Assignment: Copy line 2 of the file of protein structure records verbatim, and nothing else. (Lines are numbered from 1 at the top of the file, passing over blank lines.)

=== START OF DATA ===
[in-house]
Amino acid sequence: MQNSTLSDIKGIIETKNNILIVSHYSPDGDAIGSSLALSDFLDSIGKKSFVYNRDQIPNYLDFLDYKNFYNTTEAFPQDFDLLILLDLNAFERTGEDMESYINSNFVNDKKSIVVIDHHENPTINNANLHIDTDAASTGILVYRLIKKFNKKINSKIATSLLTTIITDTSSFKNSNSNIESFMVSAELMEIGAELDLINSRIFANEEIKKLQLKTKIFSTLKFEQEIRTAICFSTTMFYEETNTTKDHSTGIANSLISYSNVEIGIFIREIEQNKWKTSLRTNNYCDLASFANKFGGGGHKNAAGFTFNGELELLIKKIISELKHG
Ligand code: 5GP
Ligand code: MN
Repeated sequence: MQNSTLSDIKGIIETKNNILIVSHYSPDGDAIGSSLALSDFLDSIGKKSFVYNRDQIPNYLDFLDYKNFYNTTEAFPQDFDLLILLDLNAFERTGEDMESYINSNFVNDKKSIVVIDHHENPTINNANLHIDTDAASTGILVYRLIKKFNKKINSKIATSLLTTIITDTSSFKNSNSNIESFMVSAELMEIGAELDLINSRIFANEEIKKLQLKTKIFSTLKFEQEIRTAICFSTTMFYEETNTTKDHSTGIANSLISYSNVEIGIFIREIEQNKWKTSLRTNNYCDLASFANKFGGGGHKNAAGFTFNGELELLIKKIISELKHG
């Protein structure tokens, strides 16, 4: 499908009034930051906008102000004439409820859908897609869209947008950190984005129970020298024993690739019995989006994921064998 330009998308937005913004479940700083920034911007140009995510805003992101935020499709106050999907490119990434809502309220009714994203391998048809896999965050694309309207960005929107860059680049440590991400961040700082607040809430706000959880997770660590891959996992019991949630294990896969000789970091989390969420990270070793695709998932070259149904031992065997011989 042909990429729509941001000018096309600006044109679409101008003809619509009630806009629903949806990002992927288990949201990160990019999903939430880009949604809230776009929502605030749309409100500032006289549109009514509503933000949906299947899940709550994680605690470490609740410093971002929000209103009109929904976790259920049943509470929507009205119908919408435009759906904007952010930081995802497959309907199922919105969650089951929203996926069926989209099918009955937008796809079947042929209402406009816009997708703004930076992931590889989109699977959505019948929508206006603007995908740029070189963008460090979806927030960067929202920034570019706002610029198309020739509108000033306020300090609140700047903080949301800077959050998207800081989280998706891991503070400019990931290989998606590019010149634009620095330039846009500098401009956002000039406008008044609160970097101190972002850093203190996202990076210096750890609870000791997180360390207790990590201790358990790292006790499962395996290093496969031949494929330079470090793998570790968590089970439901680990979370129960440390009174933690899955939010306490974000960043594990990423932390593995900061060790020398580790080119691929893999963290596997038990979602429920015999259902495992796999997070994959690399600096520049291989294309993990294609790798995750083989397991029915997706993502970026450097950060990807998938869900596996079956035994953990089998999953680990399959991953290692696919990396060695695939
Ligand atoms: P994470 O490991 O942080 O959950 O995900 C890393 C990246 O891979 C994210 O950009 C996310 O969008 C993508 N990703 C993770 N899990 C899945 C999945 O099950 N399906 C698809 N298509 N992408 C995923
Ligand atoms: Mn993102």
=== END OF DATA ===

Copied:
Amino acid sequence: MQNSTLSDIKGIIETKNNILIVSHYSPDGDAIGSSLALSDFLDSIGKKSFVYNRDQIPNYLDFLDYKNFYNTTEAFPQDFDLLILLDLNAFERTGEDMESYINSNFVNDKKSIVVIDHHENPTINNANLHIDTDAASTGILVYRLIKKFNKKINSKIATSLLTTIITDTSSFKNSNSNIESFMVSAELMEIGAELDLINSRIFANEEIKKLQLKTKIFSTLKFEQEIRTAICFSTTMFYEETNTTKDHSTGIANSLISYSNVEIGIFIREIEQNKWKTSLRTNNYCDLASFANKFGGGGHKNAAGFTFNGELELLIKKIISELKHG